Microprocessors 1
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Microprocessors 1. History of Intel Processors. First microprocessor ~ Intel 4004 4-bit (nibble) data bus; contained 2000 transistors; 46 instructions; 4 KB of instruction code and 1KB of data Second generation (1974) ~ Intel 8008, 8080, 8085

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Microprocessors 1

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Microprocessors 1

Microprocessors 1


History of intel processors

History of Intel Processors

  • First microprocessor ~ Intel 4004

    • 4-bit (nibble) data bus; contained 2000 transistors; 46 instructions; 4 KB of instruction code and 1KB of data

  • Second generation (1974) ~ Intel 8008, 8080, 8085

    • 8-bit (byte) data bus; 8008 had a 14-bit address bus (16KB of memory); 8080 had a 16-bit address bus (64 KB of memory)

  • Third generation ~ Intel 8086

    • 16-bit data bus; backward compatible; used in the original IBM PC and IBM PC XT (eXtended Technology); 20-bit address

      (1 MB of memory); capable of handling 8 or 16 data bits at a time; 8088 is a stripped down 8-bit external data bus version


History of intel processors cont

History of Intel Processors cont…

  • 80286 (1982) was an improved architecture version used in the IBM PC AT (Advanced Technology)

  • 1985 ~ 80386DX

    • 32-bit data bus; backward compatible: could handle 8, 16, or 32-bits; 32-bit address bus (4 GB of memory); 80386SX is a stripped down 16-bit external data bus; 24-bit address bus (16 MB of memory)

  • 1989 ~ 80486DX

    Improved 80386DX with on-chip memory cache and math co-processor

    • 80486SX is an 80486DX with math-coprocessor link broken

    • Several versions: DX2-66 (33 MHz), DX2-50 (25 MHz), DX4-100 (25 MHz), DX4-75 (25 MHz)


  • History of intel processors cont1

    History of Intel Processors cont…

    • Pentium (P-5)

      • 64-bit ‘superscalar’ processor; can execute more than one instruction at time; 64-bit data bus; 32-bit address bus; twice as fast as equivalent 80486; improved floating-point operations; backward compatible.

    • Pentium II (P-6)

      Enhancement of the P-5; bus structure supports up to four processors; speeds >= 300 MHz; efficient power usage; P-6 bus detects and correct all single-bit and multi-bit bus errors.


    8086 and 8088 microprocessors

    8086 and 8088 microprocessors

    • 8086 has a 16-bit data bus; 8088 has an 8-bit external data bus

    • Both processors are constructed of DIP packages

    • Both are 5V processors:

      • 8086 draws a maximum supply current of 360 mA

      • 8088 draws a maximum supply current of 340 mA

      • 80C96/80C88 draw 10 mA

    • 8086: address bus pins AD0-AD15, A16/S3, A17/S4, A18/S5, A19/S6; data bus pins AD0-AD15

    • 8088: address bus pins AD0-AD7, A8-A15, A16/S3, A17/S4, A18/S5, A19/S6; data bus pins AD0-AD7


    Microprocessors 1

    Address is strobed from external latch (8282, 82C82) when ALE (Address Latch Enable) goes from high; data is latched when ALE pulses from low; ALE oscillates with regular clock cycle; the process of switching between data and addressing is called demultiplexing.


    8086 and 8088 microprocessors cont

    8086 and 8088 microprocessors – cont…

    • Input logic level: 0 = .8V, 1 = 2V

    • Output logic level: 0 = .45V, 1 = 2.4V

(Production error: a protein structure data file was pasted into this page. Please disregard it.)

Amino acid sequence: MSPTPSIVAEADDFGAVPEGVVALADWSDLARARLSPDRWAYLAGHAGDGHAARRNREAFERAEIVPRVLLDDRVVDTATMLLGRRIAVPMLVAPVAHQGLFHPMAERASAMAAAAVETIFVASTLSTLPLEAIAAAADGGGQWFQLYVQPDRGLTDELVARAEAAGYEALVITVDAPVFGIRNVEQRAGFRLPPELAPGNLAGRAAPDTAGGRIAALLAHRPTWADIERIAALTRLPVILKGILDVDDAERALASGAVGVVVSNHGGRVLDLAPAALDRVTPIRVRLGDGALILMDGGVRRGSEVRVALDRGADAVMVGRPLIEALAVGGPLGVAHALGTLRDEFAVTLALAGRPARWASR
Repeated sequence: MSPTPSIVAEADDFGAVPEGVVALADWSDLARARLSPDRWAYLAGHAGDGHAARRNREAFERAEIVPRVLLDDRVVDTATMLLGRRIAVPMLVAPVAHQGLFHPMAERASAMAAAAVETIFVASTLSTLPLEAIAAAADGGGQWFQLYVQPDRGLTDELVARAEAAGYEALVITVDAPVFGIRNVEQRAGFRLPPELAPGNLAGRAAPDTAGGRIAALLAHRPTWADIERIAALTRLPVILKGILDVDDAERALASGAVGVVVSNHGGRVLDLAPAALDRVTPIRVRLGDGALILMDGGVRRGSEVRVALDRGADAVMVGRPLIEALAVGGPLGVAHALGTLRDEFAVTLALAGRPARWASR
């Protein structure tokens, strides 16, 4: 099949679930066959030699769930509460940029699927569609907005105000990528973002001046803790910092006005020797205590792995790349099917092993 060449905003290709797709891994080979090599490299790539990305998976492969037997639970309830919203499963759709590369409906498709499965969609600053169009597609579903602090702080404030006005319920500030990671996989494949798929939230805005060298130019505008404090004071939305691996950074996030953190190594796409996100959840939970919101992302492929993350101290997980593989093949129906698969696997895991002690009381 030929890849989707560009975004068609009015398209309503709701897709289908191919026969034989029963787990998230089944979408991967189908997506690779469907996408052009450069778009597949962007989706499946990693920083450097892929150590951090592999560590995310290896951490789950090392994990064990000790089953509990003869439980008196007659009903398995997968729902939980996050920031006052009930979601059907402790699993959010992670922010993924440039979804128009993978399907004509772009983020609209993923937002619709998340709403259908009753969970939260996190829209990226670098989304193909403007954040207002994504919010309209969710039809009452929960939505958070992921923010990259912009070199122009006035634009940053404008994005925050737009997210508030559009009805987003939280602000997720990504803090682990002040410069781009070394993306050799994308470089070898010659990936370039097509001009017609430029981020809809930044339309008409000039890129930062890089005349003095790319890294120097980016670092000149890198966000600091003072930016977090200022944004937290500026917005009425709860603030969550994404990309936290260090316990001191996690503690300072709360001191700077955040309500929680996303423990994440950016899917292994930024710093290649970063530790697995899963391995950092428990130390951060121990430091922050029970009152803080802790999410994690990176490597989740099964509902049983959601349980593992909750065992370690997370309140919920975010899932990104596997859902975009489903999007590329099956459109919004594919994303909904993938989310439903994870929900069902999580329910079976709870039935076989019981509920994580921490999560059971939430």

Additional 8086/88 pins:

      • M/IO – indicates if address is memory or IO address

      • RD – when 0, data bus is driven by memory or an IO device

      • WR – microprocessor is driving data bus to memory an IO device. When 0, data bus contains valid data.

      • DT/R (data transmit/receive) – data bus is transmitting/receiving data

      • DEN (data bus enable) – activates external data bus buffers

    • Status (S0:S7) pin functionality:

      • S7:1, S6:0

      • S5: IF flag status

      • S4-S3: indicate which memory segment is being accessed


    8086 and 8088 microprocessors cont1

    8086 and 8088 microprocessors – cont…

    Status pin functionality- continued


    8086 and 8088 microprocessors cont2

    8086 and 8088 microprocessors – cont…

    Additional pin functionality:

    • INTR – when 1 and IF = 1, microprocessor prepares to service interrupt. INTA becomes active after current instruction completes.

    • INTA – Interrupt Acknowledge generated by the microprocessor in response to INTR. Causes the interrupt vector to be put onto the data bus.

    • NMI – Non Maskable Interrupt. Similar to INTR except IF flag bit is not consulted and interrupt is vector 2

    • CLK – clock input must have a duty cycle of 33% (high for 33.3%, low for 66.6%)


    Pin functionality cont

    Pin functionality cont…

    VCC/GND: power (5 and 0V)

    MN/MX: 0/1 ~ MIN or MAX mode

    BHE: Bus High Enable ~ enables the most significant data bus bits (D15-D8) during a read or write operation

    • READY – used to insert wait states (controlled by memory and IO for read/writes) into the microprocessor

    • RESET – microprocessor resets if this pin is held high for 4 clock periods. Instruction execution begins at FFFF0H and IF flag is cleared.

    • TEST – an input that is tested by the WAIT instruction. Commonly connected to the 8087 coprocessor


    Pin functionality cont1

    Pin functionality cont…

    • HOLD – requests a direct memory access (DMA). When 1, microprocessor stops and places address, data, and control bus in high-impedance state

    • HLDA (Hold Acknowledge) – indicates that the microprocessor has entered the hold state

    • R0/GT1 & R0/GT0 – request/grant pins used during maximum mode

    • Lock – lock peripherals off the system. Activated by using the LOCK: prefix on any instruction

    • QS1:QS0 – queue status bits show status of internal queue. Provided for 8087 access


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